By Dale King
Performers, sets, lights and activity have returned to the long-empty stage of Delray Beach Playhouse.
And while coronavirus continues to stymie lifestyles, the DBP staff has “taken this shutdown to work behind the scenes, planning, cleaning, installing state-of-the-art air purification systems and many other items to cope with the new normal,” said Executive Director Kevin Barrett.
Picking up where they left off, the showplace kicks off its 74th season with Neil Simon’s Lost in Yonkers, a 1991 effort that earned the playwright, by then a veteran of crafting comic and biographical stories for the stage, a Tony Award for best play and a Pulitzer Prize for drama.
Unlike most of Simon’s narratives, this one sports powerful psychological depth rather than a comic flow. It’s the tale of the Kurnitz family in 1942 New York, a troubled troupe headed by a resolute, iron-fisted, German immigrant matriarch, Grandma Kurnitz (Phyllis Spear). Owing to her harsh childhood, she has always been intolerant of what in others she calls “weakness.”
She has caused fear and dread among all others in her realm. In fact, one of the characters notes: “Everyone in Yonkers is afraid of Grandma.”
Others afflicted by her harsh manner are Bella (Kayla Vosburg), her vulnerable, 35-year-old daughter whose slow mental state causes her to come across with childlike behavior. Her brother, Louis (Michael Bradway), is a goodfella gangster wanna-be with visions of godfatherhood and a Joe Pesci flair for one-liners. He only drops by occasionally.
Their sister, Gert (Trisha Sharven), seen only in brief takes, is also mom-scarred with a nervous speech habit. She exhales the first part of her sentences; inhales the second. Sharven excellently masters that verbal glitch for the Delray stage.
At this home gingerly arrives another brother, Eddie (Delray Playhouse veteran Jim Tyminski), who must ask her for permission to place his two teenage sons with her for nearly a year while he takes an on-the-road job to pay off medical bills from his late wife’s cancer treatment. The fact that he’s clearly estranged from his take-no-prisoners mother makes a hard discussion even harder.
As the play opens, his kids, Jay (Jaime Brustein) and Arty (Jacob Bass) are sitting in Grandma’s living room, atwitter and fidgeting with anxiety. Dad is with Grandma in the next room trying to ask the challenging question. Initially, she refuses to let them stay. Bella intervenes, and entices her to change her mind — even though she doesn’t say it.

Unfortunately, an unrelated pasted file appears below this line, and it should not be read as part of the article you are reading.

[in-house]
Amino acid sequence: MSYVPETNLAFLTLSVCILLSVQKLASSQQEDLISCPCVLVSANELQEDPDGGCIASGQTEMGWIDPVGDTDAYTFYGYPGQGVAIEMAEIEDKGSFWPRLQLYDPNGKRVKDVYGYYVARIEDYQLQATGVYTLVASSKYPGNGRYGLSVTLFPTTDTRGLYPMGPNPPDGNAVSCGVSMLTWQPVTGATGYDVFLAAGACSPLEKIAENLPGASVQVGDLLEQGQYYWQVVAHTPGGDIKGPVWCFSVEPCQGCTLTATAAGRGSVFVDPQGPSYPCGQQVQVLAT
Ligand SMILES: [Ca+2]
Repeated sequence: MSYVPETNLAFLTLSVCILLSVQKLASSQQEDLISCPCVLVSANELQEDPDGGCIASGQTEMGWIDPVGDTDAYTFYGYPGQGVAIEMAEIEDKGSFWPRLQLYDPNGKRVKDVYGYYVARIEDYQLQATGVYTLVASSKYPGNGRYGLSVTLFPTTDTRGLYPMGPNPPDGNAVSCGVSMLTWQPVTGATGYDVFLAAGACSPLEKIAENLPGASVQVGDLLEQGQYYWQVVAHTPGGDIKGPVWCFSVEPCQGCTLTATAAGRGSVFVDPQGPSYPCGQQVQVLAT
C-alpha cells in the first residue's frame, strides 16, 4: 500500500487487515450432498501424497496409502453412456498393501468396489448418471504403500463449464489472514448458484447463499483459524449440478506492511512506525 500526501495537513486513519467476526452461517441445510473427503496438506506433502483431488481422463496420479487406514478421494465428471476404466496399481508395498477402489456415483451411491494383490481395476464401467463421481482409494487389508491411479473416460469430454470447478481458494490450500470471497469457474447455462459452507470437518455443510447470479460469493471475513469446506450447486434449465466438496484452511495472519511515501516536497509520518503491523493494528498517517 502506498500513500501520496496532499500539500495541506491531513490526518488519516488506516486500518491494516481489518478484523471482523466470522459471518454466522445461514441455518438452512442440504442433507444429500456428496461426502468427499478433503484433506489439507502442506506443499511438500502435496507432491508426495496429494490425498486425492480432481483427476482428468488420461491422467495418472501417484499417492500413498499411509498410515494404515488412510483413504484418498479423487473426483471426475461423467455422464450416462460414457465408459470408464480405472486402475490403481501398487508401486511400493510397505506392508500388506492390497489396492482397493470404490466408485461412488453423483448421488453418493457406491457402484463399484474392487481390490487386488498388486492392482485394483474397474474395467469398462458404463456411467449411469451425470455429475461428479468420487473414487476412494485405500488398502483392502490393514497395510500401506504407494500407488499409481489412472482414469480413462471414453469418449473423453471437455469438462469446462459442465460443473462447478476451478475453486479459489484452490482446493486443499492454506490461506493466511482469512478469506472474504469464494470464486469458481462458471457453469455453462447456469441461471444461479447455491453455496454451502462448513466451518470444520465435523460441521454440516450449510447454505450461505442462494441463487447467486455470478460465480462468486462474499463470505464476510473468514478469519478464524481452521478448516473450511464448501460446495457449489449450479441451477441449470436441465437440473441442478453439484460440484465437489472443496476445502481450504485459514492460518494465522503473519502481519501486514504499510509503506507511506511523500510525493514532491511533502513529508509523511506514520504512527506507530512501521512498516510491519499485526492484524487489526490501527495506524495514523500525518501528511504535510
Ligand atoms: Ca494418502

It’s obvious a lot of things have been left unsaid over the years in this family.
What follows clearly indicates that Jay and Arty remain uncomfortable with the living conditions. Scenes with Bella illustrate this discomfort. Even Bella’s offers of candy and ice cream from Grandma’s sweets shop downstairs fall on deaf ears. The boys feel their harsh elder may judge them weak for accepting treats.
Louis’ arrival brings the closest thing to comic relief. The con man wants everyone to think he’s tough, but he’s a wimp in wolf’s clothing, causing fear in no one. Bella loves her brother despite his tough exterior and Eddie’s kids find him more of a curiosity than someone to be feared.
Clearly, the focus is on the relationship between Bella and her mother. The woman-child who dresses in too-youthful garb wants her mother to show her love and pride; that she holds her dear rather than just tolerate her. But Bella also wants the stern matriarch to cut the apron strings that hold her like chains.
In heart-stirring portrayals, Spear and Vosburg argue passionately a couple of times during Act II until tears flow. Most viewers would say this ferocious, deep-rooted clash between the Grandma and her downtrodden soul-searching daughter finds its core in a darker place than Simon followers are used to.
In fact, the tone of this show is generally darker than most Simon productions. There are hints of humor throughout, particularly from Louie and Gert, who grasp their roles with finesse. Bradway gives an exceptional, scene-stealing performance as the black sheep of the family while Sharven provides necessary humor in her brief appearances as the boys’ high-strung, hyperventilating aunt.
The two actors portraying Arty and Jay excel in mustering exasperation and tolerance but are a shade low on showing emotion.
Phyllis Spear is a familiar player. Audiences at DBP have seen her in dozens of roles, including many created by Neil Simon. She plays Grandma with stone-cold aplomb. It’s a role the veteran of local stage has grasped and handles well.
Jim Tyminski, as Eddie, doesn’t get much of a chance to display his variety of performance capabilities in this show. He is the go-to guy for roles that require reactions in tough situations.
Though new to the East Coast, Kayla Vosburg has performed in theater, film and on television, much of it in California. She keeps her Bella character above the caricature that could seep in when one is skipping around in pink dresses and ankle socks.
Lost in Yonkers plays through Sunday at the Delray Beach Playhouse, 950 NW 9th St. (Lake Shore Drive), Delray Beach. Tickets may be purchased online at www.delraybeachplayhouse.com or by calling 561-272-1281.